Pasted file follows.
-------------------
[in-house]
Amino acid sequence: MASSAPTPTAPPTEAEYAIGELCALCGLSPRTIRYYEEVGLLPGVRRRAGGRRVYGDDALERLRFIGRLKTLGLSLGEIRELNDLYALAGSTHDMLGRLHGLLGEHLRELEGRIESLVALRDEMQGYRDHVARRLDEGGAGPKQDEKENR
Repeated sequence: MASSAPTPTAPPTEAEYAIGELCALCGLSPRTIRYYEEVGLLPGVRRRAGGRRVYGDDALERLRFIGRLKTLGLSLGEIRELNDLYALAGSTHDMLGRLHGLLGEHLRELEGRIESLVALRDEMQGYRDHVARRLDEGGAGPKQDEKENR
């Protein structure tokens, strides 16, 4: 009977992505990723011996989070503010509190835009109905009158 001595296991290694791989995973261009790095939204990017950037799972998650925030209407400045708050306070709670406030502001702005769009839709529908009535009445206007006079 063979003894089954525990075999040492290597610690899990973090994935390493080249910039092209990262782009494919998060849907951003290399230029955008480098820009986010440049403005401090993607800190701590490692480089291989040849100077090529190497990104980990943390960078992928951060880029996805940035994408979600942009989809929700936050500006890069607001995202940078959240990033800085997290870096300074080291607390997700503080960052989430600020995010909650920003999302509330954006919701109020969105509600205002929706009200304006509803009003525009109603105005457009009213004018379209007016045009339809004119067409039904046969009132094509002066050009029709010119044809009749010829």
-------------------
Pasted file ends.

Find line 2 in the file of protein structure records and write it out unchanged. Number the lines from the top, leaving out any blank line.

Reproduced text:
Amino acid sequence: MASSAPTPTAPPTEAEYAIGELCALCGLSPRTIRYYEEVGLLPGVRRRAGGRRVYGDDALERLRFIGRLKTLGLSLGEIRELNDLYALAGSTHDMLGRLHGLLGEHLRELEGRIESLVALRDEMQGYRDHVARRLDEGGAGPKQDEKENR